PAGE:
1904 Reunion at South Norwalk


Program Agreed Upon by Committee

Having Seventeenth Reunion in Charge




Business Meeting in Red Men’s Hall to

Be followed by Dinner in Music Hall – Music and Speechmaking 

     At a meeting of the chairmen of the various committees having charge of the reunion of the Seventeenth Connecticut Volunteers, to be held Saturday, August 27, inSouth Norwalk, the following program of entertainment for the veterans was agreed upon. This meeting was held last evening at the council chambers inHaviland street. It is expected that there will between 350 and 400 veterans inSouth Norwalk, Saturday, provided the weather is clear:

The committee of citizens of the city of South Norwalk, in business dress, and a uniformed drum corps will meet the veterans at the west-bound depot, and there the parade will form at 10 o’clock a.m. The route will be from the depot to Monroe street, to South Main street, and through North Main streetto the soldiers’ monument, then through West streetto Franklin, to Washington, and through Washington streetto Red Men’s hall, where a business meeting will be held. Conveyances will be provided at the depot for those who are unable to walk in the parade. After the business meeting, which the public are cordially invited to attend, the veterans will march to Music hall, where dinner will be served at one o’clock, and the public are invited to occupy the gallery in Music hall during the banquet and the following exercises. At the banquet music will be provided by the drum corps and by the Cottage quartet and speeches will be made by prominent men. The people of the city residing along the line of march are requested to hang out their flags and to decorate their homes in the national colors as marks of appreciation and respect for the veterans. – Norwalk Hour, August 25, 1904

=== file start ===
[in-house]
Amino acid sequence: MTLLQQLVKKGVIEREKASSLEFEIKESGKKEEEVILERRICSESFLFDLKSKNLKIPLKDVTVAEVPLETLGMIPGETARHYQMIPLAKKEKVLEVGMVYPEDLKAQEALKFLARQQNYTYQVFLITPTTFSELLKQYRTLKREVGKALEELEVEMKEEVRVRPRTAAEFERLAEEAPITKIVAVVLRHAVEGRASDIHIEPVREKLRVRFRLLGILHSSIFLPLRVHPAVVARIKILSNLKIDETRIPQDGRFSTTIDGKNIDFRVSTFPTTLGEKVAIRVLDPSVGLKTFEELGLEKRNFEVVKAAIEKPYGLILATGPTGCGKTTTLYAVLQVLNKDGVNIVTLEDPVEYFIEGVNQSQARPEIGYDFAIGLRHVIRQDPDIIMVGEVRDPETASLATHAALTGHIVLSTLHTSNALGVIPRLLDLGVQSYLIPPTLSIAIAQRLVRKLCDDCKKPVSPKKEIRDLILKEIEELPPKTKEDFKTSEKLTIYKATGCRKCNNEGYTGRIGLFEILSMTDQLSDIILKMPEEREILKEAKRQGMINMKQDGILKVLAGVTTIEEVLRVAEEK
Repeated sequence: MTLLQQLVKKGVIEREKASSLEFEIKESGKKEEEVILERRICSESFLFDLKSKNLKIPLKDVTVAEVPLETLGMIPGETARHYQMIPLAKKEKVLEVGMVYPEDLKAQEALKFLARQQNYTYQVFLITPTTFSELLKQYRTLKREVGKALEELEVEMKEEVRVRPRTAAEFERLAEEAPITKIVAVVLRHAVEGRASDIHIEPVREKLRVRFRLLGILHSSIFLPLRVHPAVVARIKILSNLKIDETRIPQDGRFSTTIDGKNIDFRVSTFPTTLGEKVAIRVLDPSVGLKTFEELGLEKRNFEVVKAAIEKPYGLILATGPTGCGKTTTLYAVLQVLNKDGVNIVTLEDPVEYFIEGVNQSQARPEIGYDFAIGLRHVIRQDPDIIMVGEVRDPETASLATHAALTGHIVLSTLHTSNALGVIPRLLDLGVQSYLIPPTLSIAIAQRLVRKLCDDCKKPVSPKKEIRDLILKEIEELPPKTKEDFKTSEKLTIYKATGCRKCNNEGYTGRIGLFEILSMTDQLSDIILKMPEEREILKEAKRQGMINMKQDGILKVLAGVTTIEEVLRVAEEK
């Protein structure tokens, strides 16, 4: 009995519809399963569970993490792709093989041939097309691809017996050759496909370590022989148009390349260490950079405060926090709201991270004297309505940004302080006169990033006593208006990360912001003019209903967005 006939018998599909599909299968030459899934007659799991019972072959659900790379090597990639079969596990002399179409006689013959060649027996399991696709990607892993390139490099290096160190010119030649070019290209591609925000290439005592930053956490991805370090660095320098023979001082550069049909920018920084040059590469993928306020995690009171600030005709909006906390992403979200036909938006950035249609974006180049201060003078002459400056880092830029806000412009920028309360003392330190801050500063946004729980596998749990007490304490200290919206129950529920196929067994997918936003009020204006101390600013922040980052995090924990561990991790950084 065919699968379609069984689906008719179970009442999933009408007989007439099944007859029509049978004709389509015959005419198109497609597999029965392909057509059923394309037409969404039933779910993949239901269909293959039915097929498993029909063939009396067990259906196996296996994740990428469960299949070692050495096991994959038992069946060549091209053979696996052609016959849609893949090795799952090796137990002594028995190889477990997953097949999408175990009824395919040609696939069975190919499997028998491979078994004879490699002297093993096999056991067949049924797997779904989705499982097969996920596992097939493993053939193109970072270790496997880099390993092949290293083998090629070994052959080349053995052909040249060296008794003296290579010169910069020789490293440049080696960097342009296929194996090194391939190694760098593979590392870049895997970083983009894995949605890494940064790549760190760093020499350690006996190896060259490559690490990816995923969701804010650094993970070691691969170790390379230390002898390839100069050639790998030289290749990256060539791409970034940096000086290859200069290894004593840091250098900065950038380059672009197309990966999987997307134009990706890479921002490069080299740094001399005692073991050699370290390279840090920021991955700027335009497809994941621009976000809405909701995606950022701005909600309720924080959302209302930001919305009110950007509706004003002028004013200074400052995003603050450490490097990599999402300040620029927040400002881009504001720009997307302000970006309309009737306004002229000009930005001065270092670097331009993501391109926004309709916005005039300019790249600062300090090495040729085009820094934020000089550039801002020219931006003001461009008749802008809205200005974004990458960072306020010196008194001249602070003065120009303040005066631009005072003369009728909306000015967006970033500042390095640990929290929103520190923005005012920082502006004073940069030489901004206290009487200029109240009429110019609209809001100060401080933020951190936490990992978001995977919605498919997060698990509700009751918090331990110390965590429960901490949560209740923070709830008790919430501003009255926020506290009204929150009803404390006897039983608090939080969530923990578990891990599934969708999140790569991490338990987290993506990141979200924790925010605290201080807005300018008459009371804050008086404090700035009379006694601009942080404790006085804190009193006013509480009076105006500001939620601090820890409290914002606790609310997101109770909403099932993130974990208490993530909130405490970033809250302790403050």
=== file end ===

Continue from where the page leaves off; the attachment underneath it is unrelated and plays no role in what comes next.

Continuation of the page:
Veterans Depart Satisfied


Profuse in their thanks for the hospitality

Of the Citizens of South Norwalk


     The veterans of the Seventeenth regiment, Connecticut Volunteers, leftNorwalk, Saturday afternoon, well satisfied with the treatment they had received while in town. Everything possible had been done by the resident veterans and the citizens to make the day one of pleasure to the old soldiers, and they certainly succeeded as the visitors agree in the statement that Saturday’s reunion was one of the pleasantest in the history of the organization.

Too much credit can not be given to the citizens ofSouth Norwalk, who worked so hard to make the affair a grand success. The solicitations for money and supplies for the dinner which was served as Music hall brought in responses which have never been surpassed by anything of the kind in this vicinity.

People numbering 560 were served, and after they had eaten as much as they wished there was enough food left to feed fully as many more. The food that remained was distributed by the committee in charge to all the poor people in town as far as they had knowledge and the rest was turned over to the Salvation Army for distribution.

At the dinner Judge John H. Light presided and gave the address of welcome to the guests. His remarks formed a forceful gem of high literary quality.

He gave the freedom of the city to the veterans in the name of the citizens and officials. He was followed by Col. Leslie M. Smith, Captain Oscar St. John and others.

On one of the tables at the dinner was a large meat platter over two hundred years old. It is the property of Mrs. Samuel Waterbury. It has been in the Benson family of Long Islandfor many years.

Captain St. John, of East Norwalk, past president of the regiment, is most profuse in his expressions of gratitude to the people who have made his comrades so welcome. He say that there are not enough words in the English language to express his feeling in the matter. He especially thanks the Cottage quartette, composed of the misses Bartram and the Messrs Bartram and Smith, and the Women’s corps for their assistance. He says that everything moved like clock work and lays the credit for this to the citizens committee. – Norwalk Hour, August 29, 1904

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